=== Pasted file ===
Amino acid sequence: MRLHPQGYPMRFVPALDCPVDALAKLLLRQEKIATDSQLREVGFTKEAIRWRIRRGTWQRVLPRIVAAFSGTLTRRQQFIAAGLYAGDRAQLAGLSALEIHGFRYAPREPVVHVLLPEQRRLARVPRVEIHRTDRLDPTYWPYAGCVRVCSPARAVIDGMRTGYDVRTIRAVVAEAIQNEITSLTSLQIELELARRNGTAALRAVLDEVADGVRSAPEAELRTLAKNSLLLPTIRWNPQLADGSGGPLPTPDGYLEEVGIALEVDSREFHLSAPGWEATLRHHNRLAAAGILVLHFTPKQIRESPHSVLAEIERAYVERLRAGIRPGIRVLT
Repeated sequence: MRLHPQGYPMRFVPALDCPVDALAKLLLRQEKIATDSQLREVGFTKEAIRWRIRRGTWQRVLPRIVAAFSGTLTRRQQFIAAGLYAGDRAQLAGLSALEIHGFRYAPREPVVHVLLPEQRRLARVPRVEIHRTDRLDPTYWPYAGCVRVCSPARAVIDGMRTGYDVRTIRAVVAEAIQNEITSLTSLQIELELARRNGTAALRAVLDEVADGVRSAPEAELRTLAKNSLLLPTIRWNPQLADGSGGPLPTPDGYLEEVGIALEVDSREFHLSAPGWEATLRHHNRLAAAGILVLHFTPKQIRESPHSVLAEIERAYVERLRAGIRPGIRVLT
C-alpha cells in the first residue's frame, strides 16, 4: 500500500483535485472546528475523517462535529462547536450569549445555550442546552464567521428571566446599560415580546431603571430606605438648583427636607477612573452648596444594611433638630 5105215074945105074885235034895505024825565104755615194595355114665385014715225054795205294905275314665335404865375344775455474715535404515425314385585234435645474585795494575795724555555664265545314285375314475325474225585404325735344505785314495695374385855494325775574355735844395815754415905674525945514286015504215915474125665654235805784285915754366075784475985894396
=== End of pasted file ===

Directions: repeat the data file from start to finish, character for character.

Amino acid sequence: MRLHPQGYPMRFVPALDCPVDALAKLLLRQEKIATDSQLREVGFTKEAIRWRIRRGTWQRVLPRIVAAFSGTLTRRQQFIAAGLYAGDRAQLAGLSALEIHGFRYAPREPVVHVLLPEQRRLARVPRVEIHRTDRLDPTYWPYAGCVRVCSPARAVIDGMRTGYDVRTIRAVVAEAIQNEITSLTSLQIELELARRNGTAALRAVLDEVADGVRSAPEAELRTLAKNSLLLPTIRWNPQLADGSGGPLPTPDGYLEEVGIALEVDSREFHLSAPGWEATLRHHNRLAAAGILVLHFTPKQIRESPHSVLAEIERAYVERLRAGIRPGIRVLT
Repeated sequence: MRLHPQGYPMRFVPALDCPVDALAKLLLRQEKIATDSQLREVGFTKEAIRWRIRRGTWQRVLPRIVAAFSGTLTRRQQFIAAGLYAGDRAQLAGLSALEIHGFRYAPREPVVHVLLPEQRRLARVPRVEIHRTDRLDPTYWPYAGCVRVCSPARAVIDGMRTGYDVRTIRAVVAEAIQNEITSLTSLQIELELARRNGTAALRAVLDEVADGVRSAPEAELRTLAKNSLLLPTIRWNPQLADGSGGPLPTPDGYLEEVGIALEVDSREFHLSAPGWEATLRHHNRLAAAGILVLHFTPKQIRESPHSVLAEIERAYVERLRAGIRPGIRVLT
C-alpha cells in the first residue's frame, strides 16, 4: 500500500483535485472546528475523517462535529462547536450569549445555550442546552464567521428571566446599560415580546431603571430606605438648583427636607477612573452648596444594611433638630 5105215074945105074885235034895505024825565104755615194595355114665385014715225054795205294905275314665335404865375344775455474715535404515425314385585234435645474585795494575795724555555664265545314285375314475325474225585404325735344505785314495695374385855494325775574355735844395815754415905674525945514286015504215915474125665654235805784285915754366075784475985894396